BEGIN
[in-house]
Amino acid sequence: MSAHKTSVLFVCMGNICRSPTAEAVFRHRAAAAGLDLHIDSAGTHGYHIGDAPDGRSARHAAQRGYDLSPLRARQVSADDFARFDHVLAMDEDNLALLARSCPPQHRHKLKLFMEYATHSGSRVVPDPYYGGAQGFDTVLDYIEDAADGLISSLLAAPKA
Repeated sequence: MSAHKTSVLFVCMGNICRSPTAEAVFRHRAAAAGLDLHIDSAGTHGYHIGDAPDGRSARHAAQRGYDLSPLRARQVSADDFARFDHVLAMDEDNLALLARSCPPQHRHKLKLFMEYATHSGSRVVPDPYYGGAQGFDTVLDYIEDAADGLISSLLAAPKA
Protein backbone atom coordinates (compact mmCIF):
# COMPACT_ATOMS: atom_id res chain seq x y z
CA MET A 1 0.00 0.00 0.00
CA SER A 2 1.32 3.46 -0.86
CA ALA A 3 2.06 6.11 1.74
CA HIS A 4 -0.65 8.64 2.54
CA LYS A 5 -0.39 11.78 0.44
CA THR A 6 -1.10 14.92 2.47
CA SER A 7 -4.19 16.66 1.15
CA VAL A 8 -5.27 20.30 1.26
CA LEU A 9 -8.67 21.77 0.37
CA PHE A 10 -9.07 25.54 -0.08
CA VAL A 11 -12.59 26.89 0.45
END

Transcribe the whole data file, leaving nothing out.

[in-house]
Amino acid sequence: MSAHKTSVLFVCMGNICRSPTAEAVFRHRAAAAGLDLHIDSAGTHGYHIGDAPDGRSARHAAQRGYDLSPLRARQVSADDFARFDHVLAMDEDNLALLARSCPPQHRHKLKLFMEYATHSGSRVVPDPYYGGAQGFDTVLDYIEDAADGLISSLLAAPKA
Repeated sequence: MSAHKTSVLFVCMGNICRSPTAEAVFRHRAAAAGLDLHIDSAGTHGYHIGDAPDGRSARHAAQRGYDLSPLRARQVSADDFARFDHVLAMDEDNLALLARSCPPQHRHKLKLFMEYATHSGSRVVPDPYYGGAQGFDTVLDYIEDAADGLISSLLAAPKA
Protein backbone atom coordinates (compact mmCIF):
# COMPACT_ATOMS: atom_id res chain seq x y z
CA MET A 1 0.00 0.00 0.00
CA SER A 2 1.32 3.46 -0.86
CA ALA A 3 2.06 6.11 1.74
CA HIS A 4 -0.65 8.64 2.54
CA LYS A 5 -0.39 11.78 0.44
CA THR A 6 -1.10 14.92 2.47
CA SER A 7 -4.19 16.66 1.15
CA VAL A 8 -5.27 20.30 1.26
CA LEU A 9 -8.67 21.77 0.37
CA PHE A 10 -9.07 25.54 -0.08
CA VAL A 11 -12.59 26.89 0.45